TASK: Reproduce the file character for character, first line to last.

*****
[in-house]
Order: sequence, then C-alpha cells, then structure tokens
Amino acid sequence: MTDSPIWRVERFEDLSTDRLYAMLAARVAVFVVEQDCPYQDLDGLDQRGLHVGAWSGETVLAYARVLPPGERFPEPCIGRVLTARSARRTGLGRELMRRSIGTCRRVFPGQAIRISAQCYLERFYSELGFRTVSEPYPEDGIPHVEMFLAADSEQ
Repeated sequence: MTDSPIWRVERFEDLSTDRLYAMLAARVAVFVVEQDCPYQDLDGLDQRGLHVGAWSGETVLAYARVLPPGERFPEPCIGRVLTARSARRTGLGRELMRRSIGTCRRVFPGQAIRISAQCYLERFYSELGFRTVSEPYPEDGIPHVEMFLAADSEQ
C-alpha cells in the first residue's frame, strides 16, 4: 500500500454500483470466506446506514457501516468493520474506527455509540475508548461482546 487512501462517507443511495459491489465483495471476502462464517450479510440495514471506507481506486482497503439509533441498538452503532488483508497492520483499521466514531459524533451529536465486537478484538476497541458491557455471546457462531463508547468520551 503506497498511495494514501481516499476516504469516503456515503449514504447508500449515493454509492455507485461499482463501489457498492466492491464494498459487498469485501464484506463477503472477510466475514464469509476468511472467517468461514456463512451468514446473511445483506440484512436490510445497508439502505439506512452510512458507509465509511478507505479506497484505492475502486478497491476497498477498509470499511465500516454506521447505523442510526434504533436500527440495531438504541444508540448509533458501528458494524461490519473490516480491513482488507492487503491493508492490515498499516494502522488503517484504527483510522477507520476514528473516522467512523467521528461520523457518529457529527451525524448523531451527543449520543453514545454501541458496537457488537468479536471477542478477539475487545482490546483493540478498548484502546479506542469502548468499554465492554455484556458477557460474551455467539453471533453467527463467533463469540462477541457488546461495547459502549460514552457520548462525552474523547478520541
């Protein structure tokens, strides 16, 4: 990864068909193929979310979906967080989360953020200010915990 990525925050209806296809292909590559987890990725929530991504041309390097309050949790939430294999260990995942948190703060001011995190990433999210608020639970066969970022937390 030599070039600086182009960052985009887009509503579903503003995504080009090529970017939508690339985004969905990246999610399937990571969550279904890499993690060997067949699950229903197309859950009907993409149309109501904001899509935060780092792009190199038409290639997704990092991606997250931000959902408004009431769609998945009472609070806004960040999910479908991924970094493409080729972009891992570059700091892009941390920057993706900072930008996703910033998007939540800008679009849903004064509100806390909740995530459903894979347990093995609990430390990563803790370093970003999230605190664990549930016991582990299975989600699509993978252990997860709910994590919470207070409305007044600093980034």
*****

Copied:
[in-house]
Order: sequence, then C-alpha cells, then structure tokens
Amino acid sequence: MTDSPIWRVERFEDLSTDRLYAMLAARVAVFVVEQDCPYQDLDGLDQRGLHVGAWSGETVLAYARVLPPGERFPEPCIGRVLTARSARRTGLGRELMRRSIGTCRRVFPGQAIRISAQCYLERFYSELGFRTVSEPYPEDGIPHVEMFLAADSEQ
Repeated sequence: MTDSPIWRVERFEDLSTDRLYAMLAARVAVFVVEQDCPYQDLDGLDQRGLHVGAWSGETVLAYARVLPPGERFPEPCIGRVLTARSARRTGLGRELMRRSIGTCRRVFPGQAIRISAQCYLERFYSELGFRTVSEPYPEDGIPHVEMFLAADSEQ
C-alpha cells in the first residue's frame, strides 16, 4: 500500500454500483470466506446506514457501516468493520474506527455509540475508548461482546 487512501462517507443511495459491489465483495471476502462464517450479510440495514471506507481506486482497503439509533441498538452503532488483508497492520483499521466514531459524533451529536465486537478484538476497541458491557455471546457462531463508547468520551 503506497498511495494514501481516499476516504469516503456515503449514504447508500449515493454509492455507485461499482463501489457498492466492491464494498459487498469485501464484506463477503472477510466475514464469509476468511472467517468461514456463512451468514446473511445483506440484512436490510445497508439502505439506512452510512458507509465509511478507505479506497484505492475502486478497491476497498477498509470499511465500516454506521447505523442510526434504533436500527440495531438504541444508540448509533458501528458494524461490519473490516480491513482488507492487503491493508492490515498499516494502522488503517484504527483510522477507520476514528473516522467512523467521528461520523457518529457529527451525524448523531451527543449520543453514545454501541458496537457488537468479536471477542478477539475487545482490546483493540478498548484502546479506542469502548468499554465492554455484556458477557460474551455467539453471533453467527463467533463469540462477541457488546461495547459502549460514552457520548462525552474523547478520541
């Protein structure tokens, strides 16, 4: 990864068909193929979310979906967080989360953020200010915990 990525925050209806296809292909590559987890990725929530991504041309390097309050949790939430294999260990995942948190703060001011995190990433999210608020639970066969970022937390 030599070039600086182009960052985009887009509503579903503003995504080009090529970017939508690339985004969905990246999610399937990571969550279904890499993690060997067949699950229903197309859950009907993409149309109501904001899509935060780092792009190199038409290639997704990092991606997250931000959902408004009431769609998945009472609070806004960040999910479908991924970094493409080729972009891992570059700091892009941390920057993706900072930008996703910033998007939540800008679009849903004064509100806390909740995530459903894979347990093995609990430390990563803790370093970003999230605190664990549930016991582990299975989600699509993978252990997860709910994590919470207070409305007044600093980034």